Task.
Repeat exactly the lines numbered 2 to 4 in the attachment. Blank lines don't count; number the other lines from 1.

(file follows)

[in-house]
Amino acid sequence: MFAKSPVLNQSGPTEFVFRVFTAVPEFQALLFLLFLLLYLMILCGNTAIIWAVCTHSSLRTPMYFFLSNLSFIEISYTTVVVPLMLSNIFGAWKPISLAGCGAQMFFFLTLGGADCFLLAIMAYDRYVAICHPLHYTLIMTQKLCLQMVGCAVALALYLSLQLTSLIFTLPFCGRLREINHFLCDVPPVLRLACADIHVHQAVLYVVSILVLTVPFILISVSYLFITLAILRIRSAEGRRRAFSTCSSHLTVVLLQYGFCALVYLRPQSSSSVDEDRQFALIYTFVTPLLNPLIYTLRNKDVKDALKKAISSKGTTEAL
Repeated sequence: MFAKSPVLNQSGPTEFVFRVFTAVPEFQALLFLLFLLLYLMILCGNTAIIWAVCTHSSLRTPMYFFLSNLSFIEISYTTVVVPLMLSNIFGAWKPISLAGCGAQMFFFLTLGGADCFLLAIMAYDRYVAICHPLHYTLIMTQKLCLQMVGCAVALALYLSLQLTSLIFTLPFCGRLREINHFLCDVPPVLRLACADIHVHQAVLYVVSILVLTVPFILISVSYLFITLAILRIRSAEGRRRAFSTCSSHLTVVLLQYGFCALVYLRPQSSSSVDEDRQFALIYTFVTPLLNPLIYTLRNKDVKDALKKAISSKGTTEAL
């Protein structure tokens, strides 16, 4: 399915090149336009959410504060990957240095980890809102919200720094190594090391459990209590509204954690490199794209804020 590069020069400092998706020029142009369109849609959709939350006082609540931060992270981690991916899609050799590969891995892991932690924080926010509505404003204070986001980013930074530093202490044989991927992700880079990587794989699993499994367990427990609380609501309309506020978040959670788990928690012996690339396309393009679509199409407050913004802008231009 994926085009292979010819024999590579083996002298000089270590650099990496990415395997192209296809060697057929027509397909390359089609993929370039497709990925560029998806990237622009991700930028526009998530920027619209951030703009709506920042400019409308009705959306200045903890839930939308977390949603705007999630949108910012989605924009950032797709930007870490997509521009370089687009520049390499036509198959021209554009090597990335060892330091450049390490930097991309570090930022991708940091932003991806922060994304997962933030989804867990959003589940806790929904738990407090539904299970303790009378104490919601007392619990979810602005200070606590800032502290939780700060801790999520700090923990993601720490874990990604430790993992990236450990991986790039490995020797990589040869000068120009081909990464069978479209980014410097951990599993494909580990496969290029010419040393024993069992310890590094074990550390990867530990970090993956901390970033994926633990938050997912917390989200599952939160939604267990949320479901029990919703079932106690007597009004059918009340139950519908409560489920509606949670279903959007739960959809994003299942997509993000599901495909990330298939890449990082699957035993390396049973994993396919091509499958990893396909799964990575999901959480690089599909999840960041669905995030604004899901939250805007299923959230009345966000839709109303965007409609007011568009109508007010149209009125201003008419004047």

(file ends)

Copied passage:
Amino acid sequence: MFAKSPVLNQSGPTEFVFRVFTAVPEFQALLFLLFLLLYLMILCGNTAIIWAVCTHSSLRTPMYFFLSNLSFIEISYTTVVVPLMLSNIFGAWKPISLAGCGAQMFFFLTLGGADCFLLAIMAYDRYVAICHPLHYTLIMTQKLCLQMVGCAVALALYLSLQLTSLIFTLPFCGRLREINHFLCDVPPVLRLACADIHVHQAVLYVVSILVLTVPFILISVSYLFITLAILRIRSAEGRRRAFSTCSSHLTVVLLQYGFCALVYLRPQSSSSVDEDRQFALIYTFVTPLLNPLIYTLRNKDVKDALKKAISSKGTTEAL
Repeated sequence: MFAKSPVLNQSGPTEFVFRVFTAVPEFQALLFLLFLLLYLMILCGNTAIIWAVCTHSSLRTPMYFFLSNLSFIEISYTTVVVPLMLSNIFGAWKPISLAGCGAQMFFFLTLGGADCFLLAIMAYDRYVAICHPLHYTLIMTQKLCLQMVGCAVALALYLSLQLTSLIFTLPFCGRLREINHFLCDVPPVLRLACADIHVHQAVLYVVSILVLTVPFILISVSYLFITLAILRIRSAEGRRRAFSTCSSHLTVVLLQYGFCALVYLRPQSSSSVDEDRQFALIYTFVTPLLNPLIYTLRNKDVKDALKKAISSKGTTEAL
């Protein structure tokens, strides 16, 4: 399915090149336009959410504060990957240095980890809102919200720094190594090391459990209590509204954690490199794209804020 590069020069400092998706020029142009369109849609959709939350006082609540931060992270981690991916899609050799590969891995892991932690924080926010509505404003204070986001980013930074530093202490044989991927992700880079990587794989699993499994367990427990609380609501309309506020978040959670788990928690012996690339396309393009679509199409407050913004802008231009 994926085009292979010819024999590579083996002298000089270590650099990496990415395997192209296809060697057929027509397909390359089609993929370039497709990925560029998806990237622009991700930028526009998530920027619209951030703009709506920042400019409308009705959306200045903890839930939308977390949603705007999630949108910012989605924009950032797709930007870490997509521009370089687009520049390499036509198959021209554009090597990335060892330091450049390490930097991309570090930022991708940091932003991806922060994304997962933030989804867990959003589940806790929904738990407090539904299970303790009378104490919601007392619990979810602005200070606590800032502290939780700060801790999520700090923990993601720490874990990604430790993992990236450990991986790039490995020797990589040869000068120009081909990464069978479209980014410097951990599993494909580990496969290029010419040393024993069992310890590094074990550390990867530990970090993956901390970033994926633990938050997912917390989200599952939160939604267990949320479901029990919703079932106690007597009004059918009340139950519908409560489920509606949670279903959007739960959809994003299942997509993000599901495909990330298939890449990082699957035993390396049973994993396919091509499958990893396909799964990575999901959480690089599909999840960041669905995030604004899901939250805007299923959230009345966000839709109303965007409609007011568009109508007010149209009125201003008419004047």